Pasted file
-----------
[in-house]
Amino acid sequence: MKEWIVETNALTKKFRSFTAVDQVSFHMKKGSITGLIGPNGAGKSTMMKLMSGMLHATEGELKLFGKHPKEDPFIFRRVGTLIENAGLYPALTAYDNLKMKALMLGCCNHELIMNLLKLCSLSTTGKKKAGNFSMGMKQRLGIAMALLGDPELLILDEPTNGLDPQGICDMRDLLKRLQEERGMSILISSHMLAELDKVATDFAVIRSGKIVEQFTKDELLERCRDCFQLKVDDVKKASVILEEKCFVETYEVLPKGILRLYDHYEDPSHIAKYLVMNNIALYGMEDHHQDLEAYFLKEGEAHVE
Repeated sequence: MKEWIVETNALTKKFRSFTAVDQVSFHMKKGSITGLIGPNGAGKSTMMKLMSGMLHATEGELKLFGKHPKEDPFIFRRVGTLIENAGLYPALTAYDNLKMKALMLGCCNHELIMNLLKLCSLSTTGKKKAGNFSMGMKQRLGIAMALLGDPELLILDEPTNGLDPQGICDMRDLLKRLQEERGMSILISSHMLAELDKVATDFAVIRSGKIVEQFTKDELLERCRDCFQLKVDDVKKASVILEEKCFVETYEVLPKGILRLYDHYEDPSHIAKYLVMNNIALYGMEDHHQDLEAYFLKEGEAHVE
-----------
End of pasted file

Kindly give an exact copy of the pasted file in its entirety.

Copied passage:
[in-house]
Amino acid sequence: MKEWIVETNALTKKFRSFTAVDQVSFHMKKGSITGLIGPNGAGKSTMMKLMSGMLHATEGELKLFGKHPKEDPFIFRRVGTLIENAGLYPALTAYDNLKMKALMLGCCNHELIMNLLKLCSLSTTGKKKAGNFSMGMKQRLGIAMALLGDPELLILDEPTNGLDPQGICDMRDLLKRLQEERGMSILISSHMLAELDKVATDFAVIRSGKIVEQFTKDELLERCRDCFQLKVDDVKKASVILEEKCFVETYEVLPKGILRLYDHYEDPSHIAKYLVMNNIALYGMEDHHQDLEAYFLKEGEAHVE
Repeated sequence: MKEWIVETNALTKKFRSFTAVDQVSFHMKKGSITGLIGPNGAGKSTMMKLMSGMLHATEGELKLFGKHPKEDPFIFRRVGTLIENAGLYPALTAYDNLKMKALMLGCCNHELIMNLLKLCSLSTTGKKKAGNFSMGMKQRLGIAMALLGDPELLILDEPTNGLDPQGICDMRDLLKRLQEERGMSILISSHMLAELDKVATDFAVIRSGKIVEQFTKDELLERCRDCFQLKVDDVKKASVILEEKCFVETYEVLPKGILRLYDHYEDPSHIAKYLVMNNIALYGMEDHHQDLEAYFLKEGEAHVE